It is in this sincerity that the magic behind the strip is made clear. The heart is fully on its sleeve, open and vulnerable like a child. The strips range from fun gags to emotional real moments, sometimes even in one strip. Storylines concerning a young Wonder Woman accepting her role as a princess while her heart is still that of a warrior and Batman trying to prove his maturity and strength to the older mean kids (beautifully done kid versions of the Legion of Doom) show the full scope of what this strip is capable of. While there are cool cameos and nods to the DCU (Neil Gaiman as a book shop owner followed by the Daniel version of Morpheus made me shriek like a schoolgirl at a One Direction concert) the true heart of the strip is in how he uses the characters to tell stories mainly about friendships. Week after week ,even while busting balls, Batman is still shown doing all he can for his obvious best friend Superman. The strips that show the Flash and Green Lantern showing The Martian Manhunter around (he is new to earth) plays out like a nicer version of That 70’s show with The Martian being Fez. These themes of friendship and youthful empowerment make the strip truly great for children and can make even the most cynical of adults crack a smile and remember those grade school days.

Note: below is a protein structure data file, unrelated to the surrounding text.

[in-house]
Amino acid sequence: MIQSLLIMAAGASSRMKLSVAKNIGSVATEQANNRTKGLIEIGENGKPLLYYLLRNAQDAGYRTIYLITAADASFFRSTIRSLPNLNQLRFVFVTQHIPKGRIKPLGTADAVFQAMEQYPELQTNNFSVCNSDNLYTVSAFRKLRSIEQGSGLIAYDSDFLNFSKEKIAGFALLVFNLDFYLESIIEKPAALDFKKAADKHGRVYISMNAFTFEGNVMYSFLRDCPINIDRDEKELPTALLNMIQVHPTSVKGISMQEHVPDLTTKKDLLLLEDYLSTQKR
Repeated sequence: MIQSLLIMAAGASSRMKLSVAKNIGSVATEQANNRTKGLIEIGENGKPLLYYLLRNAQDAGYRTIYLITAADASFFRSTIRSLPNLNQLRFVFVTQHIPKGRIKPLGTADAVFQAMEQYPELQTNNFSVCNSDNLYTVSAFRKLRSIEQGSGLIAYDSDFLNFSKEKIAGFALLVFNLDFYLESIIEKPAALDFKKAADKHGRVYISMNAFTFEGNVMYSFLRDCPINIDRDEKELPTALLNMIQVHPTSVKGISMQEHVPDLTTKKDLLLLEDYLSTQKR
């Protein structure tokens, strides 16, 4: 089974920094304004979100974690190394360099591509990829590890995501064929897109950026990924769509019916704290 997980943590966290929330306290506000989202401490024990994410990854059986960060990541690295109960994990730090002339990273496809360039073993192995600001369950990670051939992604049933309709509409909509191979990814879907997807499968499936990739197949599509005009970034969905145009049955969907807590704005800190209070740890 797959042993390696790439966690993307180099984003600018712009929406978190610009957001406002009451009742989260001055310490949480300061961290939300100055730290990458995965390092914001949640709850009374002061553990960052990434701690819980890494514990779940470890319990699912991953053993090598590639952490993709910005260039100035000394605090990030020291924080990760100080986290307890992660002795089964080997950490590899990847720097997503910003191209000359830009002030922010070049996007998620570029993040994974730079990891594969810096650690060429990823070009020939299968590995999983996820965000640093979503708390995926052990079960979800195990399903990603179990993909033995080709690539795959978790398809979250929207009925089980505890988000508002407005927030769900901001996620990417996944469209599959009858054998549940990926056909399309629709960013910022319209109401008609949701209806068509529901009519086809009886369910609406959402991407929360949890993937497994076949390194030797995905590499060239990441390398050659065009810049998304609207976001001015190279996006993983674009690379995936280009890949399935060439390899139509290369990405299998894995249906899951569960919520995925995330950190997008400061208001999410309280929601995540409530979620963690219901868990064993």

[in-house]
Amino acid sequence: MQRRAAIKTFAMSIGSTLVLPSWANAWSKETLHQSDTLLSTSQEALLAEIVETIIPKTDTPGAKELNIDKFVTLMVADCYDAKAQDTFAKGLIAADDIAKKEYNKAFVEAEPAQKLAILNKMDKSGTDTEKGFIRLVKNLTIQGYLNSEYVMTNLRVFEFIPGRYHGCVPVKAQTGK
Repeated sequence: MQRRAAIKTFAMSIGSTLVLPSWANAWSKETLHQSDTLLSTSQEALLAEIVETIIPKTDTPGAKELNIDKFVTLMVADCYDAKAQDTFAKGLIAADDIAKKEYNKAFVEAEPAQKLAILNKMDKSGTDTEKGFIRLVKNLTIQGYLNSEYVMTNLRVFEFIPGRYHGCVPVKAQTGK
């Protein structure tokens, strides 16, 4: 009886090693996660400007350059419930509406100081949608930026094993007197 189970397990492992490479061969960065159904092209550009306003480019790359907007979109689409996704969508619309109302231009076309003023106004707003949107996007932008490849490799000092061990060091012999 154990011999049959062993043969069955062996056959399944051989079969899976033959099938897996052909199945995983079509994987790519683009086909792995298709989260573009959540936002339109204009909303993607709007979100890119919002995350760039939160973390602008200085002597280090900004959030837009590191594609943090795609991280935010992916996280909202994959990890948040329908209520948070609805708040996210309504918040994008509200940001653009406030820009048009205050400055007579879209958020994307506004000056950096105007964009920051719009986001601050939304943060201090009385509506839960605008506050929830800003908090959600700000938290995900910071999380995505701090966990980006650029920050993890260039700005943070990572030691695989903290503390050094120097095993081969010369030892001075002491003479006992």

After continuing to talk about comics and what the future holds, Stewart pondered “Just going to continue JL8 and see where it goes from there”. While having written a drawn a back up story for Marvel’s Nova and other such work, real comic work has eluded Stewart. Though I feel it won’t be long before one of the big two come to their senses and pick this guy up. A Flash or Young Avengers run by Yale would be a godsend and shake up the dark and gritty world of modern comics.

             At the end of the interview I asked my shameless fan boy question. What advice would you give an up and coming creative type or artist? “Just be honest man, do what makes you happy and you will find an audience” Yale responded as a true testament to his experience. Here is a guy who chased a whimsy. Who thought of a simple idea and executed it in a way that delighted him. What happened? The audience came.

If you take anything away from this piece (besides that you should go read JL8 right now) is that any little idea that pops into your head that makes you happy just chase it. We live in a time where information and art can be shared without restrictions. This thing you are reading right now is a product of that. So chase whimsies and do it honestly.

Yale Stewart might still be a young artist but there is no doubt in my mind that he has many years of work ahead of him and I for one I’m more excited to see where it goes. Until then go read JL8 and enjoy one of the few pleasures of life, feeling like a kid again.

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One thought on “King of the DC Playground Talking JL8 with Yale Stewart

  1. absolutely terrific. thank you for this.